Now, as the primary female CEO of Land O’Lakes — and the primary overtly homosexual female CEO within the Fortune 500 record of largest US corporations — Ford remembers a dialog along with her mom years in the past that taught her that “while we may not have everything, we have enough, and given what we have, much was expected of us.”

“She said, ‘Do you understand what is expected of you? Do you understand how much you have? Don’t disappoint,’ and I was like, ‘I’ve gotta work hard to not disappoint,'” Ford says.

Ford has a imaginative and prescient for Land O’Lakes. She needs to remodel individuals’s perceptions of the butter and cream firm and refocus consideration on the efforts it is making within the ag-tech area.

“My vision is to continue to invest in technology,” she says. “You have to have agility. E-commerce and e-business and technology is disrupting all industries, including agriculture, and there’s an opportunity when you have an insight-driven, technology-focused company, as I believe Land O’ Lakes is.”

The way forward for Land O’Lakes

In July, the USA slapped tariffs on $34 billion price of Chinese language imports, a transfer China referred to as the start of “the biggest trade war in economic history.” In response, China imposed tariffs on billions of {dollars} price of US exports, together with cotton, dairy and soybeans.

“Grain farmers, growers, and producers across the US are all affected by the uncertainty churning around trade negotiations and retaliatory tariffs,” Ford says. “Export market access is critical to these farmers and the agriculture industry and we’re seeing a slowdown due to uncertainty in the trade environment.”

Ford says she’s spoken with soybean farmers and others involved with the tariff politics.

“What I would tell you is that our farmer members are supportive in understanding that the administration is trying to do something on intellectual property theft,” she says. “They want to make sure that they have appropriate trade agreements, and I think that they’re supportive.”

Greater than the rest, she says, these farmers want decision and readability — shortly.

“Time is critical,” she says. “So then what’s the most important thing the administration can do? They can move with speed and resolve these trade issues and resolve those tariff issues.”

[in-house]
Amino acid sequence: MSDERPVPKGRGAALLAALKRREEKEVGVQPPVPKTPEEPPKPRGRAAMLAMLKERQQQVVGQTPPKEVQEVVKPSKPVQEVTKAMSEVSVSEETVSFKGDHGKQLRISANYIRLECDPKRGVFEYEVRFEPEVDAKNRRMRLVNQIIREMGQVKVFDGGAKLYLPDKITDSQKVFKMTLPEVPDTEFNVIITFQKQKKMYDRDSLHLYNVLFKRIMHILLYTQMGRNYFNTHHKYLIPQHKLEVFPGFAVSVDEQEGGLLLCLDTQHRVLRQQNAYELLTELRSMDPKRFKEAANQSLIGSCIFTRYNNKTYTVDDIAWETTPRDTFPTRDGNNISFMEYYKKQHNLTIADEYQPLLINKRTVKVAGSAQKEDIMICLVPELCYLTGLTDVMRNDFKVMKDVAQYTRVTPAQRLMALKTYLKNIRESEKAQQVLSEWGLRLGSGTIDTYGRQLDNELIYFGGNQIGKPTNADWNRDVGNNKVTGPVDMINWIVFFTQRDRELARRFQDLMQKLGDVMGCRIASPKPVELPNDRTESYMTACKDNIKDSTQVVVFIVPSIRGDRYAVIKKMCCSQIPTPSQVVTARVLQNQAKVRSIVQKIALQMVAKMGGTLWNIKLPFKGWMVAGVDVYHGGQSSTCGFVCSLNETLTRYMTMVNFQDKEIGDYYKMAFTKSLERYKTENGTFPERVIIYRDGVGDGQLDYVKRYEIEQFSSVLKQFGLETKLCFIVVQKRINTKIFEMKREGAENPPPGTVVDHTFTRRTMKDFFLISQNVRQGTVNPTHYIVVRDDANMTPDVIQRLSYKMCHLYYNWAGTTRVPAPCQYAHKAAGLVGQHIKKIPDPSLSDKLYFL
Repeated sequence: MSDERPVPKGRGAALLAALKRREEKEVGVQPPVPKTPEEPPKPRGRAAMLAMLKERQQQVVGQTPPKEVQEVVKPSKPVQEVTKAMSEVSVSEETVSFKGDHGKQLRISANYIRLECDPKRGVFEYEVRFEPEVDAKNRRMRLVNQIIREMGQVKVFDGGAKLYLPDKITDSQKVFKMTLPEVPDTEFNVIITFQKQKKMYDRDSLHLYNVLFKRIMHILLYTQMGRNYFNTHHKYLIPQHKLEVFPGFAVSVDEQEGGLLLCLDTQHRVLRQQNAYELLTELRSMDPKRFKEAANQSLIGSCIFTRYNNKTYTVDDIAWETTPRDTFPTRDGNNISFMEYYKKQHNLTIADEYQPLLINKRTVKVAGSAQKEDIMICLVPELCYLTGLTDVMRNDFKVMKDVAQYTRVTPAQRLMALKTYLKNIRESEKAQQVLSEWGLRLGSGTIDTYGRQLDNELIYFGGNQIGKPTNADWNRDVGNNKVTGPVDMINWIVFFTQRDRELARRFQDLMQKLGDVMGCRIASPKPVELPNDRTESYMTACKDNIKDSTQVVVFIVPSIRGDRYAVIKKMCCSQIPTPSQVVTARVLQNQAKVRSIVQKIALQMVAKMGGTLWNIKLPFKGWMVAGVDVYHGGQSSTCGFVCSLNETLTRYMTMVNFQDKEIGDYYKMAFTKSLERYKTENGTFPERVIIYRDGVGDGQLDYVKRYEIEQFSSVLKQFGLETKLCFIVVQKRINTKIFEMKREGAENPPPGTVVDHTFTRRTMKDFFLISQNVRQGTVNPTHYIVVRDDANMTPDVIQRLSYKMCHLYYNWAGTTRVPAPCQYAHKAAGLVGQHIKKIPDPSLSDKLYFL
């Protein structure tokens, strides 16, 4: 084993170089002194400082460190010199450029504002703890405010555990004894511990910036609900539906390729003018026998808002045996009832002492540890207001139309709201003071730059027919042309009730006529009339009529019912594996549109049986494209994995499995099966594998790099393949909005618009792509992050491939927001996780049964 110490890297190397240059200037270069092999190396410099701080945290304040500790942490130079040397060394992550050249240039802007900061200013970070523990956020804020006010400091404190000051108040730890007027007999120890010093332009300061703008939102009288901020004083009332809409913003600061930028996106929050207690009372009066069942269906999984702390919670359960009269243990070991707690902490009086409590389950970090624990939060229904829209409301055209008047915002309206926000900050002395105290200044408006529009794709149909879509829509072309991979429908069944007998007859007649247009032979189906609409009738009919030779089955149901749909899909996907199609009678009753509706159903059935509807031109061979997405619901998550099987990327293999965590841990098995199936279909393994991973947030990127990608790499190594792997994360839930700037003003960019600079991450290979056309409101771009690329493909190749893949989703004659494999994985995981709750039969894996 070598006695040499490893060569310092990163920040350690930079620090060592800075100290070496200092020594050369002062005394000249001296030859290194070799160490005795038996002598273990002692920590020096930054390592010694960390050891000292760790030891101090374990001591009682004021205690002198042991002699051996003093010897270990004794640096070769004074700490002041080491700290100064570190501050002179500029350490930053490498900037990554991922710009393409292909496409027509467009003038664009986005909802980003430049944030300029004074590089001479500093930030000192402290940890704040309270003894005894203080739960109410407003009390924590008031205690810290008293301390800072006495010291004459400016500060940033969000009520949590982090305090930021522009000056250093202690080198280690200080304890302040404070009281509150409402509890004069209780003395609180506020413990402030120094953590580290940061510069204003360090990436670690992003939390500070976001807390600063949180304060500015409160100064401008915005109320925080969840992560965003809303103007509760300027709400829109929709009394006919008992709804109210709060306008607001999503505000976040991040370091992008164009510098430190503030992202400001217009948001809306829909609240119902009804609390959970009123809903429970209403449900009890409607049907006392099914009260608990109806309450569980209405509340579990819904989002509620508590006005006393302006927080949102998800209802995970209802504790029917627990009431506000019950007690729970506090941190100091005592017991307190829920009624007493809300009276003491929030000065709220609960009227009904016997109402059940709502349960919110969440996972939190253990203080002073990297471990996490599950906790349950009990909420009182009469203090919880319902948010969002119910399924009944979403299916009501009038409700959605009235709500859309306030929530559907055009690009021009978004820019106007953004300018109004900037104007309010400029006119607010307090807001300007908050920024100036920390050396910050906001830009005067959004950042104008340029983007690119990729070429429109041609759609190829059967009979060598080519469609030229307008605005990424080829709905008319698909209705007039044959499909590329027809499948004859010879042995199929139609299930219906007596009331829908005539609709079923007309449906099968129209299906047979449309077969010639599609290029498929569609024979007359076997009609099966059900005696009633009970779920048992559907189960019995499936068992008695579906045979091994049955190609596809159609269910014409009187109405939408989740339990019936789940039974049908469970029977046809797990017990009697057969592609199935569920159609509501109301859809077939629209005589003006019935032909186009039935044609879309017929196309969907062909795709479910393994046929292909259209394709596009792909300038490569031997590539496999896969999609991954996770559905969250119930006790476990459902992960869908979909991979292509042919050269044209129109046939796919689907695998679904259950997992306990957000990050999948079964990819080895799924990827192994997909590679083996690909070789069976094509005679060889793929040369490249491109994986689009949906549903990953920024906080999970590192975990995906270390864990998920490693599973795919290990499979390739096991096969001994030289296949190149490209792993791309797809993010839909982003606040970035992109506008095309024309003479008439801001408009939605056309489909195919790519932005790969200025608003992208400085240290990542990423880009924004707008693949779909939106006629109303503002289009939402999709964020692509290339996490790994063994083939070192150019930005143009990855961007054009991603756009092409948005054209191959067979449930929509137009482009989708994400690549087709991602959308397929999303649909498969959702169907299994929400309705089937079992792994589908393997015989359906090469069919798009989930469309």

Being a primary

When the announcement about Ford’s promotion to CEO went out, the press launch celebrated her achievements, but it surely made no particular point out of an necessary “first” in Fortune 500 historical past.

With Ford’s promotion, she turned the primary overtly homosexual female CEO to steer a Fortune 500 firm.

Within the months since, she’s heard from individuals about how a lot that “first” has meant to them.

“People have come up to me and said, ‘Thank you,'” she says. “And it’s not just the LGBTQ community, it is just people in their normal life saying, ‘Thank you for being your authentic self and encouraging others to do that.'”

Ford says she’s by no means confronted discrimination in her profession, however she’s positively thought of its potential impression on herself and her household.

“I had made deliberate decisions for some places where I felt as though it may not be as friendly,” she says. “I said, ‘The job looks great. You’re a wonderful leader. I can’t be here because I don’t think this will be great. My spouse is a woman, and I have a daughter.”

Excited about the dwindling share of female CEOs within the Fortune 500, she says progress cannot be actually made till the general variety of women leaders will increase — one thing that she sees as “a shared responsibility” for administration groups and their expertise growth packages.

On that path to the C-suite, she calls again to an necessary lesson, but once more from her mom: “Beth, if you want something, ask for it.”

“You expect you’re going to be recognized because you’ve done the hard work, and that isn’t actually how it always happens,” Ford says.